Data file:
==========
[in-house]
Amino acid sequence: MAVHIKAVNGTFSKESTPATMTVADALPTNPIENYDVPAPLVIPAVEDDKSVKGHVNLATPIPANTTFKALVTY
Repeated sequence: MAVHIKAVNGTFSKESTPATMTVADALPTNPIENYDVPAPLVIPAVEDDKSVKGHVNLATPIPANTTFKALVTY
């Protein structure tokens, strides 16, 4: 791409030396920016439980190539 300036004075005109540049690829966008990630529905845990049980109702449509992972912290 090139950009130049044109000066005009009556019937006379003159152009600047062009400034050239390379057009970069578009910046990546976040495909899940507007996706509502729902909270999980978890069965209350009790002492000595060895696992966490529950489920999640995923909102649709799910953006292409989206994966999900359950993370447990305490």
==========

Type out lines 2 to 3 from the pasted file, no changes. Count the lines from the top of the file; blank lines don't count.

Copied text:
Amino acid sequence: MAVHIKAVNGTFSKESTPATMTVADALPTNPIENYDVPAPLVIPAVEDDKSVKGHVNLATPIPANTTFKALVTY
Repeated sequence: MAVHIKAVNGTFSKESTPATMTVADALPTNPIENYDVPAPLVIPAVEDDKSVKGHVNLATPIPANTTFKALVTY